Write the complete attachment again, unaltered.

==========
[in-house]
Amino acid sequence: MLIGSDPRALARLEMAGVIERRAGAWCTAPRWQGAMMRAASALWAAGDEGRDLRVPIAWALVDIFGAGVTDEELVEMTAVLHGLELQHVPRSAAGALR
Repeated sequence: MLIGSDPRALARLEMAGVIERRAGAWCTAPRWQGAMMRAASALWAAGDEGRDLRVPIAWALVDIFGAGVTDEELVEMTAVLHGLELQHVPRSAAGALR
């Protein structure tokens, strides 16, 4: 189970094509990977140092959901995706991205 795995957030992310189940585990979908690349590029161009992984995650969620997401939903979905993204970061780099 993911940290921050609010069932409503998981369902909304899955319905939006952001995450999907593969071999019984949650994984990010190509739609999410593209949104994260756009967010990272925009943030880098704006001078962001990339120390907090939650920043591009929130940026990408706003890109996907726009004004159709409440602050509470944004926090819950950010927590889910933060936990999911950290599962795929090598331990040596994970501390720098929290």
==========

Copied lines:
[in-house]
Amino acid sequence: MLIGSDPRALARLEMAGVIERRAGAWCTAPRWQGAMMRAASALWAAGDEGRDLRVPIAWALVDIFGAGVTDEELVEMTAVLHGLELQHVPRSAAGALR
Repeated sequence: MLIGSDPRALARLEMAGVIERRAGAWCTAPRWQGAMMRAASALWAAGDEGRDLRVPIAWALVDIFGAGVTDEELVEMTAVLHGLELQHVPRSAAGALR
């Protein structure tokens, strides 16, 4: 189970094509990977140092959901995706991205 795995957030992310189940585990979908690349590029161009992984995650969620997401939903979905993204970061780099 993911940290921050609010069932409503998981369902909304899955319905939006952001995450999907593969071999019984949650994984990010190509739609999410593209949104994260756009967010990272925009943030880098704006001078962001990339120390907090939650920043591009929130940026990408706003890109996907726009004004159709409440602050509470944004926090819950950010927590889910933060936990999911950290599962795929090598331990040596994970501390720098929290």